A. Thomen Reece, MD
Dr. Adelbert Thomen Reece, 80, of Olathe, passed away on March 13, 2018 at Garden Terrace in Overland Park. He was born on July 16, 1937 to Dr. Adelbert Samuel and Ella (Thomen) Reece in Kansas City, MO. Thomen is survived by his loving wife, Cheryl, his daughters Stephanie Reece and Andrea Reece (Becky Nidiffer), step-daughters Kristin (Don) Lennard, Kari (Steve) Kovzan, and Dr. Kami Ross, grandchildren Sam, Abby, Mary Kate, Jamie, Drake, Claire, Giselle, Cooper, Will, Karli, Lucia, Quin, and Carter, and a great-granddaughter, Meadow (due to arrive in May). He is also survived by his sisters Dr. Katharine Curry and Marilyn Wolf, his sister-in-law Dorothy Reece, and a host of nieces, nephews, extended family, and friends. He was preceded in death by his parents, and his brother, Robert "Bob" Reece.
Thomen was the youngest of four children in his family and grew up in Gardner, KS. He recognized early on the perks that came with being the baby of the family. Mischief-making frequently ensued in the Reece household, as Thomen and his siblings shared the same penchant for amusement and laughter. Knowing he alone could save them all from an impending spanking, Thomen was always prepared to confess to the scheme they had all devised. This ability to charm and delight people with his endearing personality and keen sense of humor followed him to his final days at Garden Terrace.
Thomen knew at the age of five that he wanted to follow in his father’s footsteps and become a doctor. He was a member of Boy Scout Troop 88, eventually becoming an Eagle Scout. He remained involved with the Boy Scouts of America, working as a Scout leader at Camp Naish and serving as the Scoutmaster for a Boy Scout troop on the island of Crete, Greece during his time in the Air Force. He graduated from Gardner High School in 1955. During his high school years, he played football, ran track, and acted as a trainer for the basketball team. He also sang with the glee club and performed in school plays. He was loved by his classmates and was known for his witty jokes and good-hearted pranks. As one of his classmates wrote in his senior high yearbook, he was “one of the seniors who got away with everything”.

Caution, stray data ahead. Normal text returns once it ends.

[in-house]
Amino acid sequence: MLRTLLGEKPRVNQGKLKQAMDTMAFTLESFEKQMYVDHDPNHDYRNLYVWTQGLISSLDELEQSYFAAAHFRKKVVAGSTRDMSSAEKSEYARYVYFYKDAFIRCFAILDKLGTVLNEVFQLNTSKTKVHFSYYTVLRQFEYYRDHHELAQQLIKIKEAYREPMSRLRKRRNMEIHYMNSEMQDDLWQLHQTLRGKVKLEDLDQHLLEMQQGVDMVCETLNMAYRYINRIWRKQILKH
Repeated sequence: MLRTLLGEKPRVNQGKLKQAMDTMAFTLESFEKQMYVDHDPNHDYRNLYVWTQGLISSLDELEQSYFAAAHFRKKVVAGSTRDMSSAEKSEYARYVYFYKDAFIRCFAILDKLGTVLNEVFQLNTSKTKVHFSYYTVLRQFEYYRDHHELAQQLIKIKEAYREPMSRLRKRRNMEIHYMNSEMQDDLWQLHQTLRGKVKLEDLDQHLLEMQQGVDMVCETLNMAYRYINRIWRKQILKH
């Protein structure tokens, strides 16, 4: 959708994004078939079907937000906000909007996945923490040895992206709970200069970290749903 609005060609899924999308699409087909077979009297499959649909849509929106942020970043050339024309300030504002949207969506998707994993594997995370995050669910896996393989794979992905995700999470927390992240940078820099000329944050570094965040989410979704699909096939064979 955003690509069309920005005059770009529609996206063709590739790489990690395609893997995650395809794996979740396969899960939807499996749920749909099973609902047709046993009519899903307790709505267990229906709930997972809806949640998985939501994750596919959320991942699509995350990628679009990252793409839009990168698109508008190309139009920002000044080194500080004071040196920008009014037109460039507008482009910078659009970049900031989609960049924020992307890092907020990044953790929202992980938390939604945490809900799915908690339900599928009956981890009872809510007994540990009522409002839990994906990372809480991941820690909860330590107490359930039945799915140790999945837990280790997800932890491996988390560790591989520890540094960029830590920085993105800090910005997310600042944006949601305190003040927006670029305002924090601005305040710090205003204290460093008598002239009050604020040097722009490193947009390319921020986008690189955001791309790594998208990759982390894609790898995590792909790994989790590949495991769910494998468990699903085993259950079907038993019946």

After graduating from high school, Thomen attended the University of Kansas. He was a member of Sigma Phi Epsilon fraternity and obtained a Bachelor’s of Science in Zoology. He graduated from KU in 1959 and immediately entered the KU School of Medicine. During this time, he met and married his first wife, Carol Ann. He graduated from medical school in 1963 and completed his residency in family practice in 1965. He was a Captain in the US Air Force from 1965-1967 and served as Dispensary Commander on the Island of Crete, Greece.
In 1967, upon discharge from the Air Force, Thomen returned to Gardner and joined his father’s family practice, where he remained until 1994. As a family doctor, he delivered hundreds of babies, made house calls, and cared for multiple generations of families. He was beloved by patients and colleagues alike because he infused his patient care with integrity, love, and humor. He had a strong work ethic and a deep knowledge of medicine that was admired and imitated by fellow doctors. He took time to really listen to his patients and often talked about the “Say, Doc” moment of a patient visit--that moment at the very end when a patient reveals what ailment is really bothering them. He prided himself on catching that moment in order to meet his patients’ needs.